Posted by Gemma Ospedale, Partner
On 1 September 2016 Withy King LLP merged with Royds LLP. The trading name for the merged firm is Royds Withy King. All content produced prior to this date will remain in the name of the firms pre-merger.
“Corresponding date” rule applies to extension of time for early conciliation
In Tanveer v East London Bus and Coach Company Limited, the EAT has held that the “corresponding date” rule set down by the House of Lords (as it then was) in Dodds v Walker applies when calculating the extension of time given to a prospective Claimant under the early conciliation rules. On the facts of the case, where the Claimant received the certificate on the 30th June the extension of time under Section 207B (4) of the Employment Rights Act meant that the claim had to be presented by the 30th July. The chronology was as follows:-
The Claimant was dismissed on the 20th March 2015 and contacted ACAS on the 18th June. He received the certificate on the 30th June. His ordinary deadline to lodge a claim for unfair dismissal was the 19th June. However Section 207B (4) ERA provides that, where the EC Rules apply, if the time limit for presenting a claim would ordinarily expire during the period beginning on the date from which the Claimant contacts ACAS and ending 1 month after the Claimant receives the EC certificate, the time limit is extended to 1 month after the date on which the Claimant received the certificate. The Claimant was therefore entitled to benefit from an extension of time of 1 month – but he did not present his claim until the 31st July and the Respondent argued that this was 1 day out of time.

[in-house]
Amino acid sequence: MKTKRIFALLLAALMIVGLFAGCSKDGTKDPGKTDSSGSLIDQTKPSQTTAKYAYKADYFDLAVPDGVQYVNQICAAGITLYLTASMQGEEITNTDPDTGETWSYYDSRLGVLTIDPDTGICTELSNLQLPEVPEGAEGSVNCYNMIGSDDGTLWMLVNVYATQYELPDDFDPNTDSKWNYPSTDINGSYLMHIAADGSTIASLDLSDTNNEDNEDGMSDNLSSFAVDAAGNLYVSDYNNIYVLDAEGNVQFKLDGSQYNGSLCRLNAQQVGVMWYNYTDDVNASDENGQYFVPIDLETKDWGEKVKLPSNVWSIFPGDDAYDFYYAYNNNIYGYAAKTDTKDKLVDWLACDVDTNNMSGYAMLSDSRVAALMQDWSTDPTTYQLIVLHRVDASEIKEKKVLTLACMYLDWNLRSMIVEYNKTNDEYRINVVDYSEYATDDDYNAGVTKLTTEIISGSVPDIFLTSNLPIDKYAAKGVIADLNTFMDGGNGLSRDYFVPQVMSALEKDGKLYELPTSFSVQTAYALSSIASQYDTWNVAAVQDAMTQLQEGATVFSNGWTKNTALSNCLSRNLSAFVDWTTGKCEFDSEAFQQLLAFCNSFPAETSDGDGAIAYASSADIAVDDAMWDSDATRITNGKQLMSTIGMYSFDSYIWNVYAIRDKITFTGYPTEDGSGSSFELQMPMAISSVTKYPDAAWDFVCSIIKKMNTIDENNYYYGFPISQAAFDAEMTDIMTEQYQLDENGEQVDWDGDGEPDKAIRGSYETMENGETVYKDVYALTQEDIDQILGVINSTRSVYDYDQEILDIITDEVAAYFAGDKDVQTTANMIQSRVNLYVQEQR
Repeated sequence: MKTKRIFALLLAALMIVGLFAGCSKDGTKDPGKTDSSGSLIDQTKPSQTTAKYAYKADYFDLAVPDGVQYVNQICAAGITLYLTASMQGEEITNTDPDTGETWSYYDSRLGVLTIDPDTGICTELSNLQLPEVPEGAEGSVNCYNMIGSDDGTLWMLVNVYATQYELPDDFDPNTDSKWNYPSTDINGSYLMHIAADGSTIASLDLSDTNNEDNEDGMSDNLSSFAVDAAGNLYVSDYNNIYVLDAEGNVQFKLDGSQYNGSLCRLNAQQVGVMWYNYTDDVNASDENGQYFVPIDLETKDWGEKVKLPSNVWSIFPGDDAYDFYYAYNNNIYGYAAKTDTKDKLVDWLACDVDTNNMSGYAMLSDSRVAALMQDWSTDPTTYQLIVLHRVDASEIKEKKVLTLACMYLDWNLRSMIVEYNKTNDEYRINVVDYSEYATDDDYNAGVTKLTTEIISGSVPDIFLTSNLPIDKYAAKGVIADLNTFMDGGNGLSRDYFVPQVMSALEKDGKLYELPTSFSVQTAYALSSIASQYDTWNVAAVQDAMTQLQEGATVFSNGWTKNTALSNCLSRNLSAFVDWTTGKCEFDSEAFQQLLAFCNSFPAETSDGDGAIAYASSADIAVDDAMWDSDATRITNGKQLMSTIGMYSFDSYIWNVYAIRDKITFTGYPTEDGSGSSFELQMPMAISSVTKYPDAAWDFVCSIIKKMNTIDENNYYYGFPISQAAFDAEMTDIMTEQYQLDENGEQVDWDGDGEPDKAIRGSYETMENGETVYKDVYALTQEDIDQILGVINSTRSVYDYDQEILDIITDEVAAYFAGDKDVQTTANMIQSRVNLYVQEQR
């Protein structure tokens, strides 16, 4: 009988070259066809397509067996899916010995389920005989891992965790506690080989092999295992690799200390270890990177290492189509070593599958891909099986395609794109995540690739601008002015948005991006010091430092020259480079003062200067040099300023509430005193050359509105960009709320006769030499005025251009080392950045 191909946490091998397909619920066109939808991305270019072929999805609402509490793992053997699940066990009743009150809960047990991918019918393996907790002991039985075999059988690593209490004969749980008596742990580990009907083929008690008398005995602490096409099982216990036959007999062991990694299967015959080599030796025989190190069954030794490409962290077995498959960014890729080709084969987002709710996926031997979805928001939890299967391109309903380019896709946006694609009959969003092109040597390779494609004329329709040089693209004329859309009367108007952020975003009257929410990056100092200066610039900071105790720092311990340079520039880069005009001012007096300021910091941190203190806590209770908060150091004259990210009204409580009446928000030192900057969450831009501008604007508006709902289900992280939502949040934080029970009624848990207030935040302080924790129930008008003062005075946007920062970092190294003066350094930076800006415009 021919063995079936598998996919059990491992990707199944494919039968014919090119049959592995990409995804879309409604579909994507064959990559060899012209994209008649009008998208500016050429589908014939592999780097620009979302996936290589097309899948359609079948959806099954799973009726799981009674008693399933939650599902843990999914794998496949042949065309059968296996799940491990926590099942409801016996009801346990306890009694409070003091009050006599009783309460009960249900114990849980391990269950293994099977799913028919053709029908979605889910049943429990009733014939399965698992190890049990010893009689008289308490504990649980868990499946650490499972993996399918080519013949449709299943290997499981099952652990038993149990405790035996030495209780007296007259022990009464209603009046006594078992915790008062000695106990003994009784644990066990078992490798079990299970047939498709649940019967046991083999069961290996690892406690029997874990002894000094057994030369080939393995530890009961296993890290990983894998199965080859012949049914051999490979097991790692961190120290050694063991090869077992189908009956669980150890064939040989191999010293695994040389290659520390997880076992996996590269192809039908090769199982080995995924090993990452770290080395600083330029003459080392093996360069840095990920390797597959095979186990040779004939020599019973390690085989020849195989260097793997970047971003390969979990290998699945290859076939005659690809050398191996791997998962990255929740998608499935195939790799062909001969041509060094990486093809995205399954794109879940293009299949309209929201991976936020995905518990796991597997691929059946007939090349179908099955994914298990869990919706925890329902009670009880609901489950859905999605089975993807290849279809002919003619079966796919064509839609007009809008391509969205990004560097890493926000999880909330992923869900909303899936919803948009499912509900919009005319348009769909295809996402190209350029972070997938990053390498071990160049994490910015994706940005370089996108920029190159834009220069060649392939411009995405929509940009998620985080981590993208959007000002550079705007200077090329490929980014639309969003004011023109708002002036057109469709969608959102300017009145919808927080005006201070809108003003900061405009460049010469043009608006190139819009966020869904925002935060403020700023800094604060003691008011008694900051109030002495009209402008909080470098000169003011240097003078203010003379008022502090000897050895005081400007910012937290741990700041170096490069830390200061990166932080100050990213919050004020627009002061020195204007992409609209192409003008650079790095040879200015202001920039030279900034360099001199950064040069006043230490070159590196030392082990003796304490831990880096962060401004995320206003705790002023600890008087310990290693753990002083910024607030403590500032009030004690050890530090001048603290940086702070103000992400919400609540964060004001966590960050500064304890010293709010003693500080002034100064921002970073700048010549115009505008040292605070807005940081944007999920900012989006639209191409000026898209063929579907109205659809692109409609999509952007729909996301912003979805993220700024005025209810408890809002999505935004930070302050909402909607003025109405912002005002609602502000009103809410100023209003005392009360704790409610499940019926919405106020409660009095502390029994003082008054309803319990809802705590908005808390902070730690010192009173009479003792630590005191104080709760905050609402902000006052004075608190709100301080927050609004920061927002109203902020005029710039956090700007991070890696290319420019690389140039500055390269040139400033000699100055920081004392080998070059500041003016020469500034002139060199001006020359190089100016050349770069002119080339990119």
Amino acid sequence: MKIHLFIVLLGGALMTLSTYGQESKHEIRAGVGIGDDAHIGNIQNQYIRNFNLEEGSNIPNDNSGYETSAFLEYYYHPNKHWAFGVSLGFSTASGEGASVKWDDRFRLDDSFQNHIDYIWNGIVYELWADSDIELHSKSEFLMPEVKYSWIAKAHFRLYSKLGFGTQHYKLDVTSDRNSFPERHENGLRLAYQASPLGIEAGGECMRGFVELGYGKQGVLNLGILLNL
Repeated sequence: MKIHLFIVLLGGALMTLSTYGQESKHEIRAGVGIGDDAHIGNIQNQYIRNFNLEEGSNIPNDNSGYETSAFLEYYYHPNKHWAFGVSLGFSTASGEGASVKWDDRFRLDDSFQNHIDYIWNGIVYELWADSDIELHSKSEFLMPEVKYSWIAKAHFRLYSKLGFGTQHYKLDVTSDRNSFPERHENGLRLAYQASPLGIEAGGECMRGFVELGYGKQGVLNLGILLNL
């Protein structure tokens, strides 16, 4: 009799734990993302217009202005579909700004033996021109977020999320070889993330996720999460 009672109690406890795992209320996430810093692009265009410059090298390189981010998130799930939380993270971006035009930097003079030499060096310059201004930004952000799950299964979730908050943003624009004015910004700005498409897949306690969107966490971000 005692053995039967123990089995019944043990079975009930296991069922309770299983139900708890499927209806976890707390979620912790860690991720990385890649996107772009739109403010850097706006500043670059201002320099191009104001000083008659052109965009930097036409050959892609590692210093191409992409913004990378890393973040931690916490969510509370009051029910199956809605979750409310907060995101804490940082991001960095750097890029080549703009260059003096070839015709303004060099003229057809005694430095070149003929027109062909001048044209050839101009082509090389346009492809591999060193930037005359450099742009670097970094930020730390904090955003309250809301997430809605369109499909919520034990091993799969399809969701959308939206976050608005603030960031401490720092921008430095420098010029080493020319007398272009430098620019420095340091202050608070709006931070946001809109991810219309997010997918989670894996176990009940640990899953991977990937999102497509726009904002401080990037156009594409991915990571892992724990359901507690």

The Tribunal accepted the Respondent’s argument, treating the reference to “1 month” as meaning 1 calendar month, which concluded “after” 30th June i.e. that this was 30th July and his claim was out of time. The Tribunal refused to exercise this discretion to grant an extension of time and the Claimant appealed, arguing that the time in fact expired on the 31st July, the last day of the calendar month and not simply at the end of 30 days.
The EAT dismissed the appeal. The Judge noted that the extended time limit under Section 207B (4) expires at the end of a period “after” the receipt of the certificate and was not like the usual limitation period for an unfair dismissal claim which is defined by reference to a period “beginning with” the date of termination. Dodds v Walker had addressed this type of time limit when it set down the “corresponding date” rule – which held that the time limit expires on the corresponding date of the following month i.e. the day of that month which has the same number as the day of the earlier month. The Judge saw no reason why the same rule should not apply in respect of Section 207B (4). Bad luck on the Claimant…
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